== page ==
On the whole I believe experiencing PND has left me a more compassionate, kinder person but, unfortunately, one negative personality trait has been greatly increased: jealousy.
It’s been almost three years since I had my son but every time I hear a new mum talk about the incredible instant bond she has with her newborn, or how she’s never been happier or how she feels more fulfilled than ever before it feels like a tiny stab to my chest. And I want to clarify that I am so, so happy for these mums. They are my friends and I wouldn’t wish PND on my worst enemy so I’m relieved for them that they feel this way. But sadly, there is a deep down, darker part of me that feels bitter and envious, and I have to work pretty hard to turn this negativity around.
I’ve written before at length about my expectations of motherhood and how when that instant bond didn’t come it triggered anxiety that I believe led to PND. Whatever endorphins are released following birth just didn’t happen for me, perhaps because of my EMCS or perhaps not. I will never know and overall that’s okay, I continue to make peace with that every day, but hearing how those first few moments were so magical for someone else will always bring the bitter taste of envy to my mouth.
For me, the first few weeks of motherhood were overshadowed by anxiety attacks and depression. For others, they get to exist in this wonderful new mum, love-filled bubble where – yes, sleep deprivation is hard and the lifestyle change is unsettling – but when they hold their baby in their arms the love and contentment they feel overwhelms any distressing emotions, at least for that lovely moment. I didn’t have that and I can’t help feeling angry about it.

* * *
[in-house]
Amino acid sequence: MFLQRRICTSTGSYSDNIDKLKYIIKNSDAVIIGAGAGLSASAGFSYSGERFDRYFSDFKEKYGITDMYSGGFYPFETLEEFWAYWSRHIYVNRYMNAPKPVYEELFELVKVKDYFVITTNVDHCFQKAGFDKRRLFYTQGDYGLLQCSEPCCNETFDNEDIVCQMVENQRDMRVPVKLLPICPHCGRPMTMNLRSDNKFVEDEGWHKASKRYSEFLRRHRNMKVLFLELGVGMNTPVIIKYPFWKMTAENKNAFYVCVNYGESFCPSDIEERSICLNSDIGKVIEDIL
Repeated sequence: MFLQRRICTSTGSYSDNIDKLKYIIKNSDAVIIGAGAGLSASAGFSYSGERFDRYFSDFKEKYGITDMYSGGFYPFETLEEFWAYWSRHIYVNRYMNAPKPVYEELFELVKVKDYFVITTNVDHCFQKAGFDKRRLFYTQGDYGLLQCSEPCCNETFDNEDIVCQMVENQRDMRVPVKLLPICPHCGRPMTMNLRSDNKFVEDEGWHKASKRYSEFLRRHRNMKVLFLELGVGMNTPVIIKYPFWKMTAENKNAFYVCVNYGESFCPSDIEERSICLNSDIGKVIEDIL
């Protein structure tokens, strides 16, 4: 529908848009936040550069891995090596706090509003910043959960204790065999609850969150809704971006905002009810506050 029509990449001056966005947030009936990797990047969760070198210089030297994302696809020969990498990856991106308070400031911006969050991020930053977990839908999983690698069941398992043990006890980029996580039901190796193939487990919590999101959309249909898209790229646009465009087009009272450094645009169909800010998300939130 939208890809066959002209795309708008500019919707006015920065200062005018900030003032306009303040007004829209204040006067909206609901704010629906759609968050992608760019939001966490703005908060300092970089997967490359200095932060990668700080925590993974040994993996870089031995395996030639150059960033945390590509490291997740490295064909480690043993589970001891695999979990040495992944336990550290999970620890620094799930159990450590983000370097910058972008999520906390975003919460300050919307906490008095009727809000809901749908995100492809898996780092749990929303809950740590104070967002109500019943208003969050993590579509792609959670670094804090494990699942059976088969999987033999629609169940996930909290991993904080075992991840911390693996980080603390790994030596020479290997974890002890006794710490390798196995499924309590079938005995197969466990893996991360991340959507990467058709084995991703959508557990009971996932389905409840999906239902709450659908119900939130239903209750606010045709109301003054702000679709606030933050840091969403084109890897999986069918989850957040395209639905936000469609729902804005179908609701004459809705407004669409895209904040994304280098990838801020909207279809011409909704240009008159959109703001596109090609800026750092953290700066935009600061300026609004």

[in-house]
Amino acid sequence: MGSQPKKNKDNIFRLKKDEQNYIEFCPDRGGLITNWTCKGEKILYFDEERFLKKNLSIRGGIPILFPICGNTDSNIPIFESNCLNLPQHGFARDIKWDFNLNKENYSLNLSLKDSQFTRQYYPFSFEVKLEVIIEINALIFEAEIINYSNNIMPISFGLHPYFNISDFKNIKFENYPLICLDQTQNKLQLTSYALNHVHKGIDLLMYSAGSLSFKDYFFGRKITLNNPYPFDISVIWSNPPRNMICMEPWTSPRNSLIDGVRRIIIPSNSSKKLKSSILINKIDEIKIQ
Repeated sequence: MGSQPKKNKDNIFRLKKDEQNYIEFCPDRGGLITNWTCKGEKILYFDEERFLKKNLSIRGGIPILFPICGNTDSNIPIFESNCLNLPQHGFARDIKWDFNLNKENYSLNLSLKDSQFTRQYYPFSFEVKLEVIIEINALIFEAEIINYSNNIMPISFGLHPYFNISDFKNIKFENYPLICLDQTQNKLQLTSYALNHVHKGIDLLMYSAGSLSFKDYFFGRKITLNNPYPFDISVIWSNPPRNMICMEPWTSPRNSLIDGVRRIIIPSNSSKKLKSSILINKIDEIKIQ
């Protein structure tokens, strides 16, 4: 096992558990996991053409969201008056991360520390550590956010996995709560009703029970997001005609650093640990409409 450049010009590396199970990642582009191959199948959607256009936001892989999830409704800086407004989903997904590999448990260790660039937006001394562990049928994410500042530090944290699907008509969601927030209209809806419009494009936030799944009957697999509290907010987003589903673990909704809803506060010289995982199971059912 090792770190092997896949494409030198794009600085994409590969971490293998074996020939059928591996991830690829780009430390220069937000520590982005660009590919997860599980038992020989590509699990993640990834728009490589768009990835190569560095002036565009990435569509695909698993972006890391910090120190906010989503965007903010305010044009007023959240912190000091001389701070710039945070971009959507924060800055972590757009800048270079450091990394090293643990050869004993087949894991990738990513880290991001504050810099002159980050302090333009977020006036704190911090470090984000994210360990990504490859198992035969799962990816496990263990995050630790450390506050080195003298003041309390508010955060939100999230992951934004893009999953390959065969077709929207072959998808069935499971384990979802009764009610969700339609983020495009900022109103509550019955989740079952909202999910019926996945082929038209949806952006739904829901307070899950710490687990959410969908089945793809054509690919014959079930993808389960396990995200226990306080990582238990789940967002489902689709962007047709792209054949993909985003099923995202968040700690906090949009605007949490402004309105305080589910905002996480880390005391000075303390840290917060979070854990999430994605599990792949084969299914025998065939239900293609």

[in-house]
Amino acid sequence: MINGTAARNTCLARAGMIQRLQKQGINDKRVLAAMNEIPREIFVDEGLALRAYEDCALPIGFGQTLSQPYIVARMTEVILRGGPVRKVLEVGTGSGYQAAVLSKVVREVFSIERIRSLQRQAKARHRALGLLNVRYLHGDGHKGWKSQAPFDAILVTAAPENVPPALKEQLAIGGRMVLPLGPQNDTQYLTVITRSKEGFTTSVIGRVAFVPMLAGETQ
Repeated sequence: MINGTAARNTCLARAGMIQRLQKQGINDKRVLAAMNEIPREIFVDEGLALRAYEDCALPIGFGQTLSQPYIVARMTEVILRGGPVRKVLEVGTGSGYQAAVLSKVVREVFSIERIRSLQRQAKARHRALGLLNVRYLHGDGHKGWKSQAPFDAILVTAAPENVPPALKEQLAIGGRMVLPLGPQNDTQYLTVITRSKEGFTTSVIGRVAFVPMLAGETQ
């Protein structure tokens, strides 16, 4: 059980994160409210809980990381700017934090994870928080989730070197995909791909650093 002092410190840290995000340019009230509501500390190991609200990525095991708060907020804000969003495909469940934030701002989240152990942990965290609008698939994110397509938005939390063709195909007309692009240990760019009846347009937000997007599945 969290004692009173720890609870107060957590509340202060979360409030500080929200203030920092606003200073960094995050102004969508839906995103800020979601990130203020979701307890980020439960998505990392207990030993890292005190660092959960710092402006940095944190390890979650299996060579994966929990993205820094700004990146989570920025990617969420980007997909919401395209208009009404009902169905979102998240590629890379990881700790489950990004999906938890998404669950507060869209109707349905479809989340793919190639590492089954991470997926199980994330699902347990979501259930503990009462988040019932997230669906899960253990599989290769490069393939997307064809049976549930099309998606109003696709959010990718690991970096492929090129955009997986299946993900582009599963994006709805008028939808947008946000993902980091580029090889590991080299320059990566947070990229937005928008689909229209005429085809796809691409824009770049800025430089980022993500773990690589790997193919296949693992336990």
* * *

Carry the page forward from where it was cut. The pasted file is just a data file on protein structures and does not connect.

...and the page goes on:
I’m not trying to pretend for one moment that motherhood will always be blissful for anyone who didn’t experience PND – everyone has their own difficulties and all children go through seemingly endless phases of sleeplessness, sickness, tantrums and countless other challenges that make any parent want to cry in the bathroom or rip their hair out. I just wish I had the memory of that beautiful new mum bubble to keep in my heart.
Despite this, I would never want anyone reading this to feel they are unable to talk about their positive new mum experience with me. It’s absolutely magical and despite my feelings I’m still fascinated by the beauty of it. Maybe I’m exaggerating this blissful new mum time anyway. Maybe because I didn’t experience it I’ve put the entire period on an unrealistic pedestal. I’ll never know.
I am so happy with my lot in life. There is so much pain and loss in the world, much greater pain than I have ever experienced, and I’m so incredibly grateful for my healthy, awesome son and my successful recovery and the opportunity to be a happy, healthy mum. This jealousy isn’t something that upsets me regularly, or affects my general emotional wellbeing these days. It’s just an unfortunate and occasional little splinter that I can, and do, manage.
Thankfully, I know I’m not alone in my feelings. Through this wonderful blogging journey I have met so many mums who have felt able to honestly share their own less-than-desirable early experience of parenthood. And this makes me feel less cheated and more comforted.
I love being a mum now, and that’s what I will continue to focus on. I live in hope that this bitterness will eventually be so buried by love that it hurts less and less.
This post was originally written for The Huffington Post, please feel free to follow me over there by clicking here.